Here are a few items that you may have missed if you don’t follow me on Facebook or Twitter. See if you can find the dominant themes of the past few months!
From the Philadelphia Inquirer:
And that is everything published from April through June since the last time I published an update of my off-site material… Happy reading!
I have friends who are long distance runners and I have watched them struggle through their pain to achieve their goals. Although I used to train for both cross country and track way back in middle-school, I can no longer run. But I do understand a thing or two about the process. And I appreciate what it means to endure hardships in search of a personal reward.
Beginning a Clinical Trial
At the end of May, I began participating in a clinical trial for Poziotinib, a new targeted therapy that works on mutations in the EGFR and HER categories. Naturally, within days of my May 23rd start, I had already begun exhibiting side-effects from the new medication. The resulting rash has persisted and spread, morphing into a completely new experience for me. I thought at the time that the minor ordeal I had in preparing for the clinical trial would have been the biggest challenge of the trial itself: first I went in for a “simple” needle biopsy procedure, then I had to stay to deal with the effects when things did not go exactly according to plan. The experience even inspired an opinion piece for the Philadelphia Inquirer. But I passed over that (still relatively minor) road bump and ran headlong into the clinical trial and resulting crash back into Rashville.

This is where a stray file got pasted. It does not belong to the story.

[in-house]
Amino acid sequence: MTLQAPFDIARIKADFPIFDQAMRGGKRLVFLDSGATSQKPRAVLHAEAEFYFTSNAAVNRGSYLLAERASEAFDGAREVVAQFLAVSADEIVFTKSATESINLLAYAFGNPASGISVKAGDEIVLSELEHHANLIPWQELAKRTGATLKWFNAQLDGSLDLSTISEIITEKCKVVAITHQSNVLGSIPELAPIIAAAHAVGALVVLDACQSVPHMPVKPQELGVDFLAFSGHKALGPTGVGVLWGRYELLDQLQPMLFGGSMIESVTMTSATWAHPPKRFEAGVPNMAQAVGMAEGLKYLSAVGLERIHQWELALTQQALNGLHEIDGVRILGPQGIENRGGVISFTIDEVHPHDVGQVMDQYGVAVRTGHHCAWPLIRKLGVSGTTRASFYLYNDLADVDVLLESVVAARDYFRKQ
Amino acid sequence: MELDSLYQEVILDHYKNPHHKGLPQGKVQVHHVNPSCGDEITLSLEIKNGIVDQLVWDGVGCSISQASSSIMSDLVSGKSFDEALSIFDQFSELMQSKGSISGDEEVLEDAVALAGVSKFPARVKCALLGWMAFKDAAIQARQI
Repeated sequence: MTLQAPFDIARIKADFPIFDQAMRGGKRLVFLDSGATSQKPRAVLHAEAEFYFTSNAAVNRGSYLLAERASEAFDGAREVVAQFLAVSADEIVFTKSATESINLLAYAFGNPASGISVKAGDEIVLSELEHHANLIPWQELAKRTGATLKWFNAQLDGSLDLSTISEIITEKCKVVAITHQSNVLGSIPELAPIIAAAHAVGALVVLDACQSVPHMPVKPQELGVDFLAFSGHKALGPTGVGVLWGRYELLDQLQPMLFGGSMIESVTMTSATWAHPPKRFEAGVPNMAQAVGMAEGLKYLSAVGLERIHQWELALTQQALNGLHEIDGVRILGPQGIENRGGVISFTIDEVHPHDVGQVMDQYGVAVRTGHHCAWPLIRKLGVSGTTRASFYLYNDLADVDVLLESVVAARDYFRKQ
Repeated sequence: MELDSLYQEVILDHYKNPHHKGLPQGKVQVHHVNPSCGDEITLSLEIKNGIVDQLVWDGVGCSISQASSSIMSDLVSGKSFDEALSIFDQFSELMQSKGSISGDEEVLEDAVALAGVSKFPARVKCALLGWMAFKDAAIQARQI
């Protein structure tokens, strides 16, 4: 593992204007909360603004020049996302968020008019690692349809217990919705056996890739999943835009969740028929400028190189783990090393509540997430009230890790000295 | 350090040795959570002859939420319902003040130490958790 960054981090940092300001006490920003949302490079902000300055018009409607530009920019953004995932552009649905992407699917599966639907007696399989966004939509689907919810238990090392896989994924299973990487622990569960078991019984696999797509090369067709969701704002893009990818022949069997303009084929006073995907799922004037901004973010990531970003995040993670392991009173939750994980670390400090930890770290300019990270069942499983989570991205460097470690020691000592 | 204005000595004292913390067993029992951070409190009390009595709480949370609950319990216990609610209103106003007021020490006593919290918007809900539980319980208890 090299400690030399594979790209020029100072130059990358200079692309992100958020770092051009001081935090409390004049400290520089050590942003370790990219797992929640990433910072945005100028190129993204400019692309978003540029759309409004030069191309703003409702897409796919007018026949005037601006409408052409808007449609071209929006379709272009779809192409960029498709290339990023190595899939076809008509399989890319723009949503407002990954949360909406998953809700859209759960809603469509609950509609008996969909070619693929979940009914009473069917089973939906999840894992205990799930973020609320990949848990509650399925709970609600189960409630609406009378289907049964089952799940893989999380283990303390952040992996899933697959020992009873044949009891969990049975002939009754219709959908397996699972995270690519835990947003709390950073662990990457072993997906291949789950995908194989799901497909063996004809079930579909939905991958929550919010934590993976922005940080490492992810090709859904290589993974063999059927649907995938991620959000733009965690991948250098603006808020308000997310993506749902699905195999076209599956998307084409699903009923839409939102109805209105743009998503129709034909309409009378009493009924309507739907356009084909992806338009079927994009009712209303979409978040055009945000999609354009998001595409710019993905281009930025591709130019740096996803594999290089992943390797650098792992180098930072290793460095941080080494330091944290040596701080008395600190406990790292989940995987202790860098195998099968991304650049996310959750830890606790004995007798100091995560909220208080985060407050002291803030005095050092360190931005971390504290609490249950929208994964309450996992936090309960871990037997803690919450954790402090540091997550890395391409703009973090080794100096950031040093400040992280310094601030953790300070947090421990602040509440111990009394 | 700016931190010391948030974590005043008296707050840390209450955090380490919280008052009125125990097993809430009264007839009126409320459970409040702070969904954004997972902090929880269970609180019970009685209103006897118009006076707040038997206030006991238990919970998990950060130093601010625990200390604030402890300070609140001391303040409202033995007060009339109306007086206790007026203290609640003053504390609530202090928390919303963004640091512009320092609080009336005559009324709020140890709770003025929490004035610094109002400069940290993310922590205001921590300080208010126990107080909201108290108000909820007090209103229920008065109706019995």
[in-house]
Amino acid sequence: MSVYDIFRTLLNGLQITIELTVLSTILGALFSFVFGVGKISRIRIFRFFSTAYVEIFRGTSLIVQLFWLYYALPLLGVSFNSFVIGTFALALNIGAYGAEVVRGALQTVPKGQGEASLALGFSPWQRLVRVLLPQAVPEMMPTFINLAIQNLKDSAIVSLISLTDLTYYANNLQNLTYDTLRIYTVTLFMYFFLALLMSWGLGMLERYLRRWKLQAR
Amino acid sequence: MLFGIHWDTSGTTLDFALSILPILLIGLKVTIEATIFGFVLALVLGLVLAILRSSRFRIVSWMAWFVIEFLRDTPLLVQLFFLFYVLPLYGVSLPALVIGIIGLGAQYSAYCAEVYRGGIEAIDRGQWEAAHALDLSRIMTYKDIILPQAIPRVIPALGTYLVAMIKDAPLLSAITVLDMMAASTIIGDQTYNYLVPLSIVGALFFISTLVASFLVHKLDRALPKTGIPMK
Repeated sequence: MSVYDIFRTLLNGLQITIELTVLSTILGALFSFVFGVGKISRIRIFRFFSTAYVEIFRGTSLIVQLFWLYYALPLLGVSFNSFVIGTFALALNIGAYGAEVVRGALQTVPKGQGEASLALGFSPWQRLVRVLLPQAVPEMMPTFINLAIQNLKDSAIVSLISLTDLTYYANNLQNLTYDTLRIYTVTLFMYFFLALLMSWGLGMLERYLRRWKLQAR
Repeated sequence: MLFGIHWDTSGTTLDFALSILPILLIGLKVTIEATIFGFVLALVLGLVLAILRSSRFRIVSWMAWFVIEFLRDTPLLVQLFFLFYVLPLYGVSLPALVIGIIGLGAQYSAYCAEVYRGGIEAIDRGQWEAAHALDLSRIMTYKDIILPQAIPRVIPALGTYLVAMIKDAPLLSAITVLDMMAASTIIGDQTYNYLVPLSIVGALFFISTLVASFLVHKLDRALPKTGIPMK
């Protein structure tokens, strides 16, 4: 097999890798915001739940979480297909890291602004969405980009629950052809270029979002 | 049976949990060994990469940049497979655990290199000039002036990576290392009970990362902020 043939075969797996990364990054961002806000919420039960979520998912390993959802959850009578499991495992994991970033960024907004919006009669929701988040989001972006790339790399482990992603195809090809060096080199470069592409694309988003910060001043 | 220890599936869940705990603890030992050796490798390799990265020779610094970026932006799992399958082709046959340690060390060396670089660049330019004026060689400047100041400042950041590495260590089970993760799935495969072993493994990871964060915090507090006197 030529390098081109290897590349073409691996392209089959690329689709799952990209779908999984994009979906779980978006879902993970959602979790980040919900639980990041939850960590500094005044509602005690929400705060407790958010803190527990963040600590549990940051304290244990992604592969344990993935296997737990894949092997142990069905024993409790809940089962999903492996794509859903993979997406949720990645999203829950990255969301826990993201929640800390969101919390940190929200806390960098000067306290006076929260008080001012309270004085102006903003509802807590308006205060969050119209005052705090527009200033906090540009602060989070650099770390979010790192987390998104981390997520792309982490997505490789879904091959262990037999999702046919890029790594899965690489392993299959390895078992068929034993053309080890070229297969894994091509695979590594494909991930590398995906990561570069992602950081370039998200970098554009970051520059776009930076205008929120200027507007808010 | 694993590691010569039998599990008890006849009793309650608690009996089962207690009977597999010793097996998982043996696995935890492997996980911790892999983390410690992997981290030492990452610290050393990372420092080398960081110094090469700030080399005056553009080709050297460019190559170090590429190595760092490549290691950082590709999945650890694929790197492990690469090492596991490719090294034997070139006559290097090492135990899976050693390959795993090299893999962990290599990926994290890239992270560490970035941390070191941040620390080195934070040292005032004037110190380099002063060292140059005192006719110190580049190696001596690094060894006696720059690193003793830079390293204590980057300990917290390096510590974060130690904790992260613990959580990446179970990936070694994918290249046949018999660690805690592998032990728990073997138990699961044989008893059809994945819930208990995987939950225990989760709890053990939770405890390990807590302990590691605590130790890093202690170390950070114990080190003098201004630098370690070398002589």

Having a rash does not sound all that bad in the grand scope of things. A little salve, a dollop of willpower, and it should be easy to weather. Itching too much? Slip on some gloves or spray it with lidocaine. Rashes pass. At least it is not nausea or debilitating pain or sleeplessness. Well, at least it is not nausea. Continue reading Endurance and Payoff
Let’s get one thing straight: emotions do not cause disease. The fault of your physical illness very likely lies with something other than you. The whole notion that anything from kidney stones to cancer could be traced back to an emotional block, repressed anger, wrongs un-righted, or any other random psychological hurt from this life or a past one, is so corrupt that it should never be given credence by any rational being. Yet throngs of people with well-intentioned sounding titles like “life coach” or “healer” spread these malicious little bits of victim blaming as if they were offering salvation in a bottle of snake oil.
That said, I want it to be clear that not everyone who identifies as a healer is guilty of either victim blaming or willfully misleading those who they are trying to help. I’ve known incredibly sincere, warm, compassionate people who do their absolute best to improve the health and well-being of others through a wide swath of tools and approaches, arguably with strong results. And, frankly, many people need some form of guidance in their lives and have relied successfully on many such “coaches” to get where they need to be. I’m not condemning whole industries or forms of practice or even job titles here; this isn’t about valid occupations, but rather about those who choose to exploit the fears and insecurities of patients under the guise of offering miraculous cures through attitude adjustment. Continue reading Emotional Illness